Tuesday, October 6, 2015

San Diego Maker Faire 2015 :: Day One

Welcome to our first day at the first annual San Diego Maker Faire. We arrived bright and early to set up outside the Hall of Champions, in Balboa Park.

Here is our official Maker Faire sign for Da Vinci... seen in his 2.0 incarnation.

First order of business was unloading stuff... tools, parts, limbs, supplies, chairs, the table, the tent. We were invited to create a Young Makers Zone, with two robots, and the Viking tent.

And we were in good company!

When I shared this picture on FB, Paul commented,"Geoff's stride and expression is classic. It looks like he's in a musical and is about to break out in song." If Geoff broke out in song, Paul is the kind of friend that would sing along, and back up with guitar. No misstep.

Surrounded by friends, and the stuff we make, it felt like home. I knew then... This is going to be a great Maker Faire.

Maria was looking certain, too. She's ready.

Paul. Yeah, he's all in.

Max, quiet and reserved, made himself helpful wherever he could.

Still working, never ceasing, Geoff shows Mech-Cthelulu's mechanical claw.

Alex puts the Engineering and the Art in the STEAM.

Here's William's photograph: Paul, Max, and Geoff fine tuning the Giant Robotic Tentacle, Mech-Cthulu. Props to Paul for that name, by the way. It's sticking. {Caution Tape was not for decor.}

The fun of sharing the Giant Robotic Tentacle, Mech-Cthulu, is not just the demo, watching it dance and pop, but handing over the controls, and seeing the thrill in someone's face, when they take command of that 9' tall beast.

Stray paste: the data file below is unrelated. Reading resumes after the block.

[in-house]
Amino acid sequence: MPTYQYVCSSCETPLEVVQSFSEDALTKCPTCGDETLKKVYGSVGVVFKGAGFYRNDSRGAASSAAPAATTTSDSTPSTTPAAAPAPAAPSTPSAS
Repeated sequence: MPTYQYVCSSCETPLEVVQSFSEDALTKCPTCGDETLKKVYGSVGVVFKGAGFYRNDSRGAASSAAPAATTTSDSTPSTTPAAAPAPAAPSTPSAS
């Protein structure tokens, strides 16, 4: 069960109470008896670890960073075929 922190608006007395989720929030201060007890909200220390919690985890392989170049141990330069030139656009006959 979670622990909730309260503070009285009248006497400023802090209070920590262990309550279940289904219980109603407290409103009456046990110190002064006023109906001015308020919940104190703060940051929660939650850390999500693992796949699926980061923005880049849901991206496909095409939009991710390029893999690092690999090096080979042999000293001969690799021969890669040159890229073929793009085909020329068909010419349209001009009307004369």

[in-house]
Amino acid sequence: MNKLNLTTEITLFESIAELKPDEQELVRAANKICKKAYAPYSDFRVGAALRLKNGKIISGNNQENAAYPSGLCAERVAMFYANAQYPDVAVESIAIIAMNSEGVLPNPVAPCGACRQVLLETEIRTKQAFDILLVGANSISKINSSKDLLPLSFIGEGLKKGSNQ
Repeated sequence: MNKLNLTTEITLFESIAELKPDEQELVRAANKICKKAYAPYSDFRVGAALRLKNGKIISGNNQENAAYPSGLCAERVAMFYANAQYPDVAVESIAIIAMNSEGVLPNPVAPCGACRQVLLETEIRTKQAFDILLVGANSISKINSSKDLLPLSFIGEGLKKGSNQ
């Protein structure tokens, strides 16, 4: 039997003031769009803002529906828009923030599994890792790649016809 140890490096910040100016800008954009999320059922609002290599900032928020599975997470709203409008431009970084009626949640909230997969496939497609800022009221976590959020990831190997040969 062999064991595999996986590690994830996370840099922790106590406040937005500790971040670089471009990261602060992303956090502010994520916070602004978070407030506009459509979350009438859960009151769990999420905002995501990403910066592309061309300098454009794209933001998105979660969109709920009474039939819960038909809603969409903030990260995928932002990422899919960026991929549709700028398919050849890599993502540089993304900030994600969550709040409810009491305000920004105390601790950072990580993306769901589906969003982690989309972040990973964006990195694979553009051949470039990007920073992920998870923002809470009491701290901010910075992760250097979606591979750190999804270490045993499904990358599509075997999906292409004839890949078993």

Back in the Viking tent, Da Vinci 3.0 illustrated all day... practically nonstop. It's a mesmerizing thing to watch an automaton wire sculpture illustrate, so deftly, so beautifully.

Maker Faire isn't a show... it's show and tell, and this is one of the most gratifying parts of exhibiting and attending a Maker Faire event. We aren't there to perform, or to keep secrets. We are there to share... our ideas, our creations, and to engage with the visitors.

We pull back the curtain, and share the works. Some people ask right away, "How does it work?" And some visitors want the chance to figure it out for themselves. Everyone enjoys the dialogue, the exchange, and just watching the process.

Da Vinci is an automaton, inspired by the book The Invention of Hugo Cabret, by Brian Selznick. Beneath his desk are two motors, one for each axis, the x and the y. These motors are controlled by computer from our Eggbot, an open source CnC art robot. To control Da Vinci's hand movements from below, the motors lead to three magnets, which in placement match three magnets in the plate in Da Vinci's hand. Through the glass plate of the desk top, Da Vinci's hand is magnetically attracted to the movements of the motors below. Eggbot's computer directs the hand left and right, forward, and back, and a third servo motor in his hand controls the Z axis, lifting and dropping Da Vinci's pen.

Da Vinci "knows" what to draw thanks to another great open source tool, Inkscape. "Inkscape is is a professional vector graphics editor for Windows, Mac OS X and Linux." The cable running up Da Vinci's right arm links him to the laptop, where we have created illustrations for him to use, like the Centennial Lady Maria made in Scratch.